If you experience a sharp drop in your pace, drink 2-3 cups of water and take a gel or two.  You will probably feel better about ten minutes later.  If someone tells you that you appear dehydrated, believe them, since most dehydrated people aren't aware of their condition.  Likewise, if you see someone who looks dehydrated, tell them to get some water.

     

    Ed

  • Stevemustangred Legend 681 posts since
    Oct 10, 2007
    Currently Being Moderated
    6. Aug 9, 2009 2:38 PM (in response to Noel90298)
    Re: Hydration

     

    MCM is one of the best supported marathons in the US.  You 'll be able to get more than enough hydration from the tables.  One or two cups are sufficient for most people.  Just because you aren't thirsty, don't skip the first aid station.  Carry a couple of gels packs or a bag of cliff shots or similar for an extra boost.  Carrying extra liquid at MCM is just dead weight for no reason.   If you are running a trail marathon where the aid station distances are more than two miles or you could get lost then carrying a bottle or camelback is a great idea.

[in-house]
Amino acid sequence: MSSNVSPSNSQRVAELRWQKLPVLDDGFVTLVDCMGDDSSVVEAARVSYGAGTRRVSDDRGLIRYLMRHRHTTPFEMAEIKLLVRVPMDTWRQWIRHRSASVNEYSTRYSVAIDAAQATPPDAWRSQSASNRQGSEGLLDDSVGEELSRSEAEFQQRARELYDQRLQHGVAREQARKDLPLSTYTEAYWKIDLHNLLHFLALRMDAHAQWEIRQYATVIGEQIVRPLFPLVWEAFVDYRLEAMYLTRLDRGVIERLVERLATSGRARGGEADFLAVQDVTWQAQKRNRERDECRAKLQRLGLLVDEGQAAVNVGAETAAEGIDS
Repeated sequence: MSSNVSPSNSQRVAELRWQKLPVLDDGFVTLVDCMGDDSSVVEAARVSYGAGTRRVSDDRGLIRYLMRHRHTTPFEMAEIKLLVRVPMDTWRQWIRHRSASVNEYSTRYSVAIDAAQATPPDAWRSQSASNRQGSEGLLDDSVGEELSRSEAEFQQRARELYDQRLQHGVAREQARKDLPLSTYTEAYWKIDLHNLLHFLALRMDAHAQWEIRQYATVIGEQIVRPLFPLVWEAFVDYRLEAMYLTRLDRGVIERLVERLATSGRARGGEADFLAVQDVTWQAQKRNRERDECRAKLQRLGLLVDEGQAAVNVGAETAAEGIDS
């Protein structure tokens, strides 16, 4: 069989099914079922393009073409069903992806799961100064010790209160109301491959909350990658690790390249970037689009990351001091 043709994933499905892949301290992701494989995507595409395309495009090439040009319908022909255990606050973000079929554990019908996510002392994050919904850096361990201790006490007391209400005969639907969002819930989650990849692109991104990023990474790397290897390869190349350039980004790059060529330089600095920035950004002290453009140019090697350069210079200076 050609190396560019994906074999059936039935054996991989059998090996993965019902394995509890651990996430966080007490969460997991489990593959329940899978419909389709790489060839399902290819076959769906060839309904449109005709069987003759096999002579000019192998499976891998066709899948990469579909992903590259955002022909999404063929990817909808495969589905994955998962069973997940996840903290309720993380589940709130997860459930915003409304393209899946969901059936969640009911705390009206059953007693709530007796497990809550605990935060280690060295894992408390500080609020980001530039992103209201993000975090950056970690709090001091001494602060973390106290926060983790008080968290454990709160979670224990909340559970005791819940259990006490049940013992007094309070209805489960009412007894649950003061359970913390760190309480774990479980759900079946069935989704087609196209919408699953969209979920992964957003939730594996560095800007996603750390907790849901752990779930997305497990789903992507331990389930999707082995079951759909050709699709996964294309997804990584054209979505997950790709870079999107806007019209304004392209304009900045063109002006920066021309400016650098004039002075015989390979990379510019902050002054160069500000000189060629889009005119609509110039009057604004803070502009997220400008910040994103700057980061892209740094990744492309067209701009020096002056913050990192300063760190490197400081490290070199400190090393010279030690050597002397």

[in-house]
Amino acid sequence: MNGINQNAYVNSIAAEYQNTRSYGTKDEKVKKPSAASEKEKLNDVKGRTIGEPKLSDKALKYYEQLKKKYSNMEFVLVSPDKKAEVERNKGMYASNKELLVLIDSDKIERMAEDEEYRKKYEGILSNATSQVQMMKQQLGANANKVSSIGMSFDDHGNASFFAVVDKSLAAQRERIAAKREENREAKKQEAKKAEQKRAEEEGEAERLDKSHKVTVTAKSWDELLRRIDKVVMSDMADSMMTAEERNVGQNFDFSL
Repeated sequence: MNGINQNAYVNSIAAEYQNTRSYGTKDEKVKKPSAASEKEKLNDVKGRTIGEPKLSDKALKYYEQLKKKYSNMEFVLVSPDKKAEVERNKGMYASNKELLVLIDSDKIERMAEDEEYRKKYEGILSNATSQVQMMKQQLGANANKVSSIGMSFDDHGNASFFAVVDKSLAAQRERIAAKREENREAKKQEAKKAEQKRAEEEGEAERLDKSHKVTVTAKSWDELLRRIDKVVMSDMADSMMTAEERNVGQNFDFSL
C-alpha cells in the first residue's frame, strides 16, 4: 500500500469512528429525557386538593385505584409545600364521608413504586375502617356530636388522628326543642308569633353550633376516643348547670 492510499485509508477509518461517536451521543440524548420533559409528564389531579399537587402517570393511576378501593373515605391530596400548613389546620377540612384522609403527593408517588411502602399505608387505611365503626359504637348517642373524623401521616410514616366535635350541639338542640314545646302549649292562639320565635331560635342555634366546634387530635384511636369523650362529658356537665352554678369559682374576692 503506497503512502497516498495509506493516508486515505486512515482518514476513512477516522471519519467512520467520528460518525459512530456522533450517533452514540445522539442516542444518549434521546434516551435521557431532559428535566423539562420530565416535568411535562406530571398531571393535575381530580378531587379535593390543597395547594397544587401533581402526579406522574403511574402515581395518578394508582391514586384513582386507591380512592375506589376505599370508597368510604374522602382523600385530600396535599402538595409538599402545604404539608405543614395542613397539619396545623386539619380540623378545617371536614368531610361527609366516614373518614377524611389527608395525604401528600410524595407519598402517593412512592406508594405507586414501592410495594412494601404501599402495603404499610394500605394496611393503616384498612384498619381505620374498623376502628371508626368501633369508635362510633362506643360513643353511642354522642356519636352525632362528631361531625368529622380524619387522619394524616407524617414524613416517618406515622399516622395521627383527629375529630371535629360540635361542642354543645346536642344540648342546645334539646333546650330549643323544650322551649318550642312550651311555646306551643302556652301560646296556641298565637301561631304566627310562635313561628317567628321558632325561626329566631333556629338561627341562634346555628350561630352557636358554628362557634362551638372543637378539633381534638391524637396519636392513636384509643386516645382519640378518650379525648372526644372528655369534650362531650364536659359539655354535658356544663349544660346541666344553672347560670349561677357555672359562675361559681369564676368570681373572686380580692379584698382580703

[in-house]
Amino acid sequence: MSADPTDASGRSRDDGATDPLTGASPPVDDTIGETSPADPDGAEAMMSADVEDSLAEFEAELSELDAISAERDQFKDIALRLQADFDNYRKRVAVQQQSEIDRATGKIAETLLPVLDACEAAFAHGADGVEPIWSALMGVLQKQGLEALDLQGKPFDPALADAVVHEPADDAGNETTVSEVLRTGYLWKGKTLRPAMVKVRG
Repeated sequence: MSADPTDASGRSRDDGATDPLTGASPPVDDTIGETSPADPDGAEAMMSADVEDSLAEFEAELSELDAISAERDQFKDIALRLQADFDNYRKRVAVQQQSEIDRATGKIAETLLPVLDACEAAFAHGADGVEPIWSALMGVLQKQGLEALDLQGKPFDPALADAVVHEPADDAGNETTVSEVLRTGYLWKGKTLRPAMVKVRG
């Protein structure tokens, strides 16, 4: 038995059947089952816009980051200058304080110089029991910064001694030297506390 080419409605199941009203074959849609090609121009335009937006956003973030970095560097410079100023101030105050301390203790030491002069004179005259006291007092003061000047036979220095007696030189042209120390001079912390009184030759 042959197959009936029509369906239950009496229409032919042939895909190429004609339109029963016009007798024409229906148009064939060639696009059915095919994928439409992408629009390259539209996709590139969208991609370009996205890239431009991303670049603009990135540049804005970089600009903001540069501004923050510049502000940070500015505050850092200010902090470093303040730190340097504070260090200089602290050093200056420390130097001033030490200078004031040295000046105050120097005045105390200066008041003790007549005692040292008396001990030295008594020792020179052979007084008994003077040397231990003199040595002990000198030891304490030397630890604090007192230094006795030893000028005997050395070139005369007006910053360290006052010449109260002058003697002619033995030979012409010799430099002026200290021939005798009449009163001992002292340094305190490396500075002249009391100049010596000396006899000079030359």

Lies Spectators tell Marathoners:   1) Last Hill!    2) Almost there!  3) You look great!

  • HanHail Legend 219 posts since
    Jan 14, 2008
    Currently Being Moderated
    7. Aug 10, 2009 10:54 PM (in response to Noel90298)
    Re: Hydration

    Noel -

     

    My answer to most of your questions is "to each their own". And on the last question, for MCM, they give PowerAde, which many people have reported not going down too well for them, but that again is very subjective.

     

    I just have one comment about carrying fluids for a big race like the MCM: It's probably a good idea to carry a small bottle with you, for, the first couple of water stops will be a zoo with the number of people rushing to the volunteers and creating a mini-stampede. The crowd does thin out by about the third water station or so, and you have easy access to fluids from then on.

     

    Happy running!